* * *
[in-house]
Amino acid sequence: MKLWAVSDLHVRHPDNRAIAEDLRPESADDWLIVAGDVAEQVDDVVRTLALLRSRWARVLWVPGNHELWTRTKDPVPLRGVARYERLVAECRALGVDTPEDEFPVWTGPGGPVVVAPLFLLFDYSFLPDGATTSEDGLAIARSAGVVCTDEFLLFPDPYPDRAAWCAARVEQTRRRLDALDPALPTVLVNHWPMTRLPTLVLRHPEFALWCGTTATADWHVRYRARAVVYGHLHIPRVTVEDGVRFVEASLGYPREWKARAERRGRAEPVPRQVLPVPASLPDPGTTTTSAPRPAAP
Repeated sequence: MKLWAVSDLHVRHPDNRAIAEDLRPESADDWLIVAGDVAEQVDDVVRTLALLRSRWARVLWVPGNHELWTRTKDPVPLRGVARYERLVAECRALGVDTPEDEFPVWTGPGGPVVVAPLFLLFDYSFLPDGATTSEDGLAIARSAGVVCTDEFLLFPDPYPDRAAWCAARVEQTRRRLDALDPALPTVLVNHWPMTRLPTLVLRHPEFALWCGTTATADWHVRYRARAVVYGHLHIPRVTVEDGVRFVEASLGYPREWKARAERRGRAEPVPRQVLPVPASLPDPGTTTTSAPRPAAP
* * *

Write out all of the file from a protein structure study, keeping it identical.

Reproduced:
[in-house]
Amino acid sequence: MKLWAVSDLHVRHPDNRAIAEDLRPESADDWLIVAGDVAEQVDDVVRTLALLRSRWARVLWVPGNHELWTRTKDPVPLRGVARYERLVAECRALGVDTPEDEFPVWTGPGGPVVVAPLFLLFDYSFLPDGATTSEDGLAIARSAGVVCTDEFLLFPDPYPDRAAWCAARVEQTRRRLDALDPALPTVLVNHWPMTRLPTLVLRHPEFALWCGTTATADWHVRYRARAVVYGHLHIPRVTVEDGVRFVEASLGYPREWKARAERRGRAEPVPRQVLPVPASLPDPGTTTTSAPRPAAP
Repeated sequence: MKLWAVSDLHVRHPDNRAIAEDLRPESADDWLIVAGDVAEQVDDVVRTLALLRSRWARVLWVPGNHELWTRTKDPVPLRGVARYERLVAECRALGVDTPEDEFPVWTGPGGPVVVAPLFLLFDYSFLPDGATTSEDGLAIARSAGVVCTDEFLLFPDPYPDRAAWCAARVEQTRRRLDALDPALPTVLVNHWPMTRLPTLVLRHPEFALWCGTTATADWHVRYRARAVVYGHLHIPRVTVEDGVRFVEASLGYPREWKARAERRGRAEPVPRQVLPVPASLPDPGTTTTSAPRPAAP